Pannu turns in a spectacular performance as Swapna, a gamer suffering from PTSD after what seems to be a sexual assault.
Standing up as the end credits for Game Over rolled, I recognised that I had a rather visceral reaction to the genre-bending film featuring Taapsee Pannu and Vinodhini — even as my heart was still pounding from the truly scary, triggering moments toward the end, my lips were involuntarily breaking into a content smile. In retrospect, my entire experience of the film was primal — the film scared the living daylights out of me, strictly keeping me in audience mode instead of my oft-used critic mode. It was only after the lights came back on — I also fear darkness a little — that I could truly enjoy the experience that was Game Over.
Pannu plays Swapna, a gamer suffering from PTSD, after what seems to be a sexual assault from a year ago. Her performance in this bilingual film is one of the best we’ve seen this year (and I’m not just including women actors here)
Vinodhini, as her house help Kalamma, is just right for her role, not overbearing, but never taking bullshit either. In her introduction scene, she tastes Swapna’s breakfast from her plate and says, “enna konjam uppilla” (no big deal, there isn’t enough salt is all). When Swapna retorts, “uppe illa” (there is absolutely no salt), Kalamma just brings her a saltshaker and goes about her business. To think of Kalamma merely as the househelp would be to undermine this hard-to-define, yet intimate relationship between the two. This relationship has no name, but it’s strong enough to bear the weight of the entire film, which is what it fantastically does.
Swapna’s house, where she spends most of her time, and where most of the film’s action takes place, is the definition of a ‘lived-in’ mise en scene. Swapna always sleeps with her light on; she holds on to her joystick like her life depends on it; she always sleeps on the sofa; and insists on the comforts of familiarity — “leave things as they are,” she says more than once in the film. Yet, even in her own home, in her own body and mind, Swapna feels unsafe. Game Over is the story of how she finds her safety.
In tracing that journey, over a few weeks, Game Over treats Swapna with such empathy and understanding that I may have even cried a little. There’s a scene where Kalamma asks Swapna to let go of the pain, now that her assaulter is in prison. But both Swapna and the film reject that idea—instead, the focus stays on Swapna, and what her experience did to her.
Regret, victim blaming, self-loathing, isolation: ‘Game Over’ subtly presents every emotion someone in Swapna’s state might experience but without patronising or infantilising her. In this film, her lived experience is the most important story. So much so that for much of the film, the villain is only heard in the form of loud impatient breaths. Even when we see the villain right at the end, their motives stay irrelevant. This movie is not about them.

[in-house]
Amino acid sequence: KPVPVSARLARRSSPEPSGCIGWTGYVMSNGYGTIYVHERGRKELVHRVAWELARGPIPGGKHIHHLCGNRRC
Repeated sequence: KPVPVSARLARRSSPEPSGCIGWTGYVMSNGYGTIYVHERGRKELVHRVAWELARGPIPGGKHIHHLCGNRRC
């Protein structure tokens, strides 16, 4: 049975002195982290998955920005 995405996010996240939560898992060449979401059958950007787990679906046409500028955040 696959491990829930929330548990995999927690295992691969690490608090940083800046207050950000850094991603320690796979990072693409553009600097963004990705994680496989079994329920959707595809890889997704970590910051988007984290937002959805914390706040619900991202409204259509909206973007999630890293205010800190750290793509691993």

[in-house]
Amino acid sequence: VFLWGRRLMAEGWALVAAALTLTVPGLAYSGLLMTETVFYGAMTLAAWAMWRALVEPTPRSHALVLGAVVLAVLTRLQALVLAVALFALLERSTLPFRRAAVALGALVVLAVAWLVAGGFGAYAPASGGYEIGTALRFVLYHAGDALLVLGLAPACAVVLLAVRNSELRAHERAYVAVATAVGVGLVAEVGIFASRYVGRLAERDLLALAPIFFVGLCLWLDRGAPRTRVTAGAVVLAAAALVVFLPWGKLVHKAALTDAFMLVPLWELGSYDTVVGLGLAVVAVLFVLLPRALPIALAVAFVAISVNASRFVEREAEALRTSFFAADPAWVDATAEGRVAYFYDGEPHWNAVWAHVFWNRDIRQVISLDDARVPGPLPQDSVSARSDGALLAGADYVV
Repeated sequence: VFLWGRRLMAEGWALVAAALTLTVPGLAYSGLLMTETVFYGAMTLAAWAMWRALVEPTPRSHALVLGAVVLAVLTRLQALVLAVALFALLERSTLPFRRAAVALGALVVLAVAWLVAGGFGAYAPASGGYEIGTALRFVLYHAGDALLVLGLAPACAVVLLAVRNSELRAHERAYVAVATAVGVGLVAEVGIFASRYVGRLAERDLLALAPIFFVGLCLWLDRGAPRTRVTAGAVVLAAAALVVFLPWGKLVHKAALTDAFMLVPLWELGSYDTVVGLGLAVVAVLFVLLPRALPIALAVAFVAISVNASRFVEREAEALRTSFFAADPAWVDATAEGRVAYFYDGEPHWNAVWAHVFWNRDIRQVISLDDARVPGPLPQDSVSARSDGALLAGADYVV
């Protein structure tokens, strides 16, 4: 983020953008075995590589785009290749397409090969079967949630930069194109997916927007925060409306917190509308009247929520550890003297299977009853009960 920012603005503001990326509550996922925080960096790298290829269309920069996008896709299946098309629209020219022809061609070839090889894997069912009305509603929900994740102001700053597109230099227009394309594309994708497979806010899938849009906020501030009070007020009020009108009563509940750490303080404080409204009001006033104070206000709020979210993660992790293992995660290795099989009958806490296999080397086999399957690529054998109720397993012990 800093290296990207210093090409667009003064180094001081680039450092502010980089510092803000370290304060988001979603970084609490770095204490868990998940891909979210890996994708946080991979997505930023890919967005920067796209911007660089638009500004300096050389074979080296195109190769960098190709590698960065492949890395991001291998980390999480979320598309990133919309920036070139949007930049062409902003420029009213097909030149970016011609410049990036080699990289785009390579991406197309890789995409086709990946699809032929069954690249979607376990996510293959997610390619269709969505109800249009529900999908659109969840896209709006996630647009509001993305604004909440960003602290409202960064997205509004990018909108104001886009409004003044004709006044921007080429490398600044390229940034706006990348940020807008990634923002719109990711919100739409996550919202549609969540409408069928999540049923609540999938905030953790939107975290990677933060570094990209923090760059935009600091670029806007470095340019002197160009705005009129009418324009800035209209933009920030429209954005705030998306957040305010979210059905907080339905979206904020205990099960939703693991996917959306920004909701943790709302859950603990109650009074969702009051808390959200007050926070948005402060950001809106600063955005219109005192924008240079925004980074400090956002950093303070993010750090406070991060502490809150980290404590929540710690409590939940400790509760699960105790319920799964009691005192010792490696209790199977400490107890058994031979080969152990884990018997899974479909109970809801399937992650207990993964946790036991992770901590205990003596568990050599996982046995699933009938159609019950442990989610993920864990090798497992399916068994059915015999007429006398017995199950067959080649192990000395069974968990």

And Swapna’s trauma isn’t turned into a sorrow-fest either. She actively tries to take care of herself, makes her own doctor’s appointments, goes in search of answers and even tries her best not to disturb Kalamma. In fact, there is a scene with a knife that I can’t discuss without revealing some spoilers, but watch out for it, watch the way the film treats it, devoid of any melodrama, without taking away the seriousness of it.
In writing Game Over, Ashwin Saravanan and Kaavya Ramkumar show us the immeasurable advantages of staying focussed. The entire film has only a handful of characters. When the backstory of a brutally murdered woman appears, we are told a succinct story, narrated over a montage—no meet-cute, love story and other unnecessary scenes to establish her personhood. No revenge either, for a change. Every conversation is measured and to-the-point. So, when there is a name card to tell us who one of the characters is, while no one else got that treatment, we are able to look past it.
To call Game Over a slasher film or even a thriller takes away from the genre-bending endeavour it is. There is a ghost-story element — but in retrospect I wonder if it was only in my mind. It’s not so much horror, unless you are thinking about the horror of a woman’s everyday life. There is a bit of fantasy in there, but I would argue that the sisterhood that the fantasy angle comes to represent is, in fact, no fantasy at all. And the biggest triumph is that through all of this, Game Over remains a coherent, focused and satisfying tale of slaying demons both inside and out.
Previously published in Huffington Post India.